Vaccines aren’t just for babies and children, or for preventing the spread of the flu.
“Vaccines are one of the best ways to protect people of all ages from potentially harmful diseases,” said Brittany Alloway, DO, of Samaritan Family Medicine Resident Clinic – Lebanon.
Children do receive many immunizations between birth and age 6. And there are additional recommendations for older children and teens. But even if you receive
all your childhood vaccinations, the protection from some of these vaccines can wear off.
“People may also be at greater risk for certain diseases because of health and lifestyle conditions,” said Dr. Alloway.
In recent years, there have been meningococcal outbreaks on college campuses throughout Oregon. That’s why the meningococcal vaccination is recommended for older teens
and in some cases required for college students.
An annual flu vaccination is recommended for everyone 6 months and older, and especially for people with chronic health conditions. Scientific studies support that the flu vaccine prevents millions of illnesses and doctor’s visits each year. The best time to get the flu shot is in the fall before the virus is circulating. But there are still protective benefits if you get the shot later.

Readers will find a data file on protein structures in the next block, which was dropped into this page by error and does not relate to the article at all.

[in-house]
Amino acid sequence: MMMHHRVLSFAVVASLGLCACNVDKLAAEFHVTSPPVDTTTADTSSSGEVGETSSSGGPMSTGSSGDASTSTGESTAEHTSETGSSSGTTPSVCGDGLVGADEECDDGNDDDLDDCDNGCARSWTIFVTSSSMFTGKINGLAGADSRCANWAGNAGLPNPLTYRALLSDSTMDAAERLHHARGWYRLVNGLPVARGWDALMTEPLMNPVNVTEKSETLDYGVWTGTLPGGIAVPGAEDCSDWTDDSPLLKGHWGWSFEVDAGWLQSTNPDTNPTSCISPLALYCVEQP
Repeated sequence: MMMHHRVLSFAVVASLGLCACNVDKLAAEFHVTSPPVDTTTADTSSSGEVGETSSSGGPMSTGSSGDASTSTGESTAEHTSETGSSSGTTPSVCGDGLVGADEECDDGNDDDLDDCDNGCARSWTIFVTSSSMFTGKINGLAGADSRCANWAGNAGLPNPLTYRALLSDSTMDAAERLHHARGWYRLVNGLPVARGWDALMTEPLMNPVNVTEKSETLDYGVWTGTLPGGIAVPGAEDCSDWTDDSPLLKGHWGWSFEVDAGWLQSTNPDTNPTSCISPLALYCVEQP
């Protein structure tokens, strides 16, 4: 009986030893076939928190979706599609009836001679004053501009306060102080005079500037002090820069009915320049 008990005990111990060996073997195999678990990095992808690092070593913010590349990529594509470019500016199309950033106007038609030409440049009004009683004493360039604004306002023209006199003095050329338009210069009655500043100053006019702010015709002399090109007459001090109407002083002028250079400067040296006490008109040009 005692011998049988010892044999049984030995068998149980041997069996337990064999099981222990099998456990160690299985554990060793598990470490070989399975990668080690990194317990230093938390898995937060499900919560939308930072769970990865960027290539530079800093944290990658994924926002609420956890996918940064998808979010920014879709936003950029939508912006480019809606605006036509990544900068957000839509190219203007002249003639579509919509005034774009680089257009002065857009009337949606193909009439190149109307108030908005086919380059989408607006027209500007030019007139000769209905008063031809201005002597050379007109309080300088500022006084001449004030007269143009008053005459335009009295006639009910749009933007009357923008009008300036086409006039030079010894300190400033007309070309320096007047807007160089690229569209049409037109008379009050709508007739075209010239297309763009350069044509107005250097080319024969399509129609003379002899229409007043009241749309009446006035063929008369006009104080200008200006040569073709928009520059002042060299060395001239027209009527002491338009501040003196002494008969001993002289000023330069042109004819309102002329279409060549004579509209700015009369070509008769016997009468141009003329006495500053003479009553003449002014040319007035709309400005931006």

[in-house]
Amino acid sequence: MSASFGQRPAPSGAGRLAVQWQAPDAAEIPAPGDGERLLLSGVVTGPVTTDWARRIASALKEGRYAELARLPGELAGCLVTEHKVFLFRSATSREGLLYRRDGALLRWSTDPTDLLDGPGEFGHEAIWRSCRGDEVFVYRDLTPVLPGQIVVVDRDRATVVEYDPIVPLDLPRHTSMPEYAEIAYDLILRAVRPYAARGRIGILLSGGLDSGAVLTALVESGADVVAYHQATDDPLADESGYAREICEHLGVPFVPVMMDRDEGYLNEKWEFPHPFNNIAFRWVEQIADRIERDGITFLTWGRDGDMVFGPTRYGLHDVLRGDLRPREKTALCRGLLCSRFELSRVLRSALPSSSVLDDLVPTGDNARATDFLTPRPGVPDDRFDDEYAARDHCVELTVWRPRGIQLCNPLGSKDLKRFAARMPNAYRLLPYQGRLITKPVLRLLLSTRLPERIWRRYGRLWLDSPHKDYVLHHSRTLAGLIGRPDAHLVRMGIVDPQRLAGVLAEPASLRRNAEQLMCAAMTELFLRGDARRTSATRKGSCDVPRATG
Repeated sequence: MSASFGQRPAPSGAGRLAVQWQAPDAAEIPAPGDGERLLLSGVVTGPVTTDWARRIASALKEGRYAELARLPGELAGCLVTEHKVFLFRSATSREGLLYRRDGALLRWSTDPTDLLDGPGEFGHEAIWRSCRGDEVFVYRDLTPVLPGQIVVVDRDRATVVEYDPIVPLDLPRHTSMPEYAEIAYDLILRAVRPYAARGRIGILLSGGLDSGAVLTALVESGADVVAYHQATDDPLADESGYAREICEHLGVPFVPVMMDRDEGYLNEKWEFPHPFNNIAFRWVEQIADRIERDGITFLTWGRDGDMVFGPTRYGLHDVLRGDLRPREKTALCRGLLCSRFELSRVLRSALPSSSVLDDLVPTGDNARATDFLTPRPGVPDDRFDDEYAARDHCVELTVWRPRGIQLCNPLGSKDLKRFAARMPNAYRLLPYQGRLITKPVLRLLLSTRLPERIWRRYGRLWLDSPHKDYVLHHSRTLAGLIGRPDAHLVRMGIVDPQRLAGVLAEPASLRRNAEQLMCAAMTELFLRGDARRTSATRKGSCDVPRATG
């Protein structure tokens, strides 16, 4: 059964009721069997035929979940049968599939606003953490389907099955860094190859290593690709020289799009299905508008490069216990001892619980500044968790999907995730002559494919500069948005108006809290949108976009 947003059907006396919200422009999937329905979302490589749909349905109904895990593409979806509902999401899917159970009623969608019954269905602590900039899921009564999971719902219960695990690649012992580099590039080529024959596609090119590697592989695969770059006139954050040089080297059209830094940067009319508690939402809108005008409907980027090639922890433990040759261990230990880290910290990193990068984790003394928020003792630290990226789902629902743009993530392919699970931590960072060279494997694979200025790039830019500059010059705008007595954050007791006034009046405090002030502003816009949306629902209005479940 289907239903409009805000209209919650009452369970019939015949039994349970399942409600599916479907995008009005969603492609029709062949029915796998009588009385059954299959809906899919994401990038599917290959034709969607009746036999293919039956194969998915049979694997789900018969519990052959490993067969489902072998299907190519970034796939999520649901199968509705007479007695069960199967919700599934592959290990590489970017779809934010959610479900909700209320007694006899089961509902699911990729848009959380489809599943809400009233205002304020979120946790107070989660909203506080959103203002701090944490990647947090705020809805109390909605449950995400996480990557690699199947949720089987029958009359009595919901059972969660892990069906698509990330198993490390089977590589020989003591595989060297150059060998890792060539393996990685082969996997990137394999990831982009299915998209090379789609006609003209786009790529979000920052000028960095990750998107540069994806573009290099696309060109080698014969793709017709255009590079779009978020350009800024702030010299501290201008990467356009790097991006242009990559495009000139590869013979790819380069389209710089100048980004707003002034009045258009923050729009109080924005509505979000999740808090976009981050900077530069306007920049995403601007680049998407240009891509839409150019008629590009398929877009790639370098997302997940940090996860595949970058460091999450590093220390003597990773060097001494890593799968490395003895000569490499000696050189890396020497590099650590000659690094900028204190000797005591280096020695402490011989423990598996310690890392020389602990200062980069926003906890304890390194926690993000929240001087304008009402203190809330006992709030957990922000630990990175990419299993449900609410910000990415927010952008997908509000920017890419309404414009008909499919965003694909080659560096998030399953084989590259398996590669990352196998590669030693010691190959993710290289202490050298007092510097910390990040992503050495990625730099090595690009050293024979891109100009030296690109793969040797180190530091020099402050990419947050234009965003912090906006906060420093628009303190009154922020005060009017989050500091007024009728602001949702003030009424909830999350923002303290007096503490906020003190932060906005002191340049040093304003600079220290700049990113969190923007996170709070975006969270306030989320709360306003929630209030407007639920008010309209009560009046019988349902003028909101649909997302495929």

If your travel plans include a trip to a high-risk area, consider scheduling a travel consult with your primary care provider to discuss travel-specific vaccines and preventive medications.
“It’s good to be aware of any concerns based on your travel destination before you leave,” Dr. Alloway said.
For parents of school-age children, check with your primary care provider to learn what vaccines you or your family may need before the kids head back to school in the fall.
“That way you can be sure everyone is up to date on recommended vaccines,” Dr. Alloway said.
MyChart users can view and track their immunization records online. Visit samhealth.org/MyChart.